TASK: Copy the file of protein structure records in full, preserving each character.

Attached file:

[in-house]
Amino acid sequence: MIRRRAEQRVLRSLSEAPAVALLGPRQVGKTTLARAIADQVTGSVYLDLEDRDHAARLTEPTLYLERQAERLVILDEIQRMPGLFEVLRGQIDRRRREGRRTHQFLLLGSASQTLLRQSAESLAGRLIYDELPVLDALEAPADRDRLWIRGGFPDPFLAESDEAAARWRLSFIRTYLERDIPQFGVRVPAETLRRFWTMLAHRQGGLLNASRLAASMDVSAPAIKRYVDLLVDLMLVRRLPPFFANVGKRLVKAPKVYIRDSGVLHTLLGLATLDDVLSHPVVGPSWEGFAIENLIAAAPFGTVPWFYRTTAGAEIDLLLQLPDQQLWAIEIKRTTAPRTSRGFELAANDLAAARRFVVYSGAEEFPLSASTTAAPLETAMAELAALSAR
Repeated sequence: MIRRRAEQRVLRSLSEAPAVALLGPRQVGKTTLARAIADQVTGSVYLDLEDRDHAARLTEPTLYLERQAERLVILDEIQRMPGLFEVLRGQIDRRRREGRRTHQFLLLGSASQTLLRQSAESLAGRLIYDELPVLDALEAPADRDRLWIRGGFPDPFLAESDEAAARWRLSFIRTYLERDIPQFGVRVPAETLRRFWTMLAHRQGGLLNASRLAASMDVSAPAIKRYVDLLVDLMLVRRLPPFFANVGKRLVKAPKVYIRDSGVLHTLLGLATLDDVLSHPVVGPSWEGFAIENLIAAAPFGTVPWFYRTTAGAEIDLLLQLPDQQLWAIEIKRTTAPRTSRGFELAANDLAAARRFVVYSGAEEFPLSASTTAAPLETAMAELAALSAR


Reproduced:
[in-house]
Amino acid sequence: MIRRRAEQRVLRSLSEAPAVALLGPRQVGKTTLARAIADQVTGSVYLDLEDRDHAARLTEPTLYLERQAERLVILDEIQRMPGLFEVLRGQIDRRRREGRRTHQFLLLGSASQTLLRQSAESLAGRLIYDELPVLDALEAPADRDRLWIRGGFPDPFLAESDEAAARWRLSFIRTYLERDIPQFGVRVPAETLRRFWTMLAHRQGGLLNASRLAASMDVSAPAIKRYVDLLVDLMLVRRLPPFFANVGKRLVKAPKVYIRDSGVLHTLLGLATLDDVLSHPVVGPSWEGFAIENLIAAAPFGTVPWFYRTTAGAEIDLLLQLPDQQLWAIEIKRTTAPRTSRGFELAANDLAAARRFVVYSGAEEFPLSASTTAAPLETAMAELAALSAR
Repeated sequence: MIRRRAEQRVLRSLSEAPAVALLGPRQVGKTTLARAIADQVTGSVYLDLEDRDHAARLTEPTLYLERQAERLVILDEIQRMPGLFEVLRGQIDRRRREGRRTHQFLLLGSASQTLLRQSAESLAGRLIYDELPVLDALEAPADRDRLWIRGGFPDPFLAESDEAAARWRLSFIRTYLERDIPQFGVRVPAETLRRFWTMLAHRQGGLLNASRLAASMDVSAPAIKRYVDLLVDLMLVRRLPPFFANVGKRLVKAPKVYIRDSGVLHTLLGLATLDDVLSHPVVGPSWEGFAIENLIAAAPFGTVPWFYRTTAGAEIDLLLQLPDQQLWAIEIKRTTAPRTSRGFELAANDLAAARRFVVYSGAEEFPLSASTTAAPLETAMAELAALSAR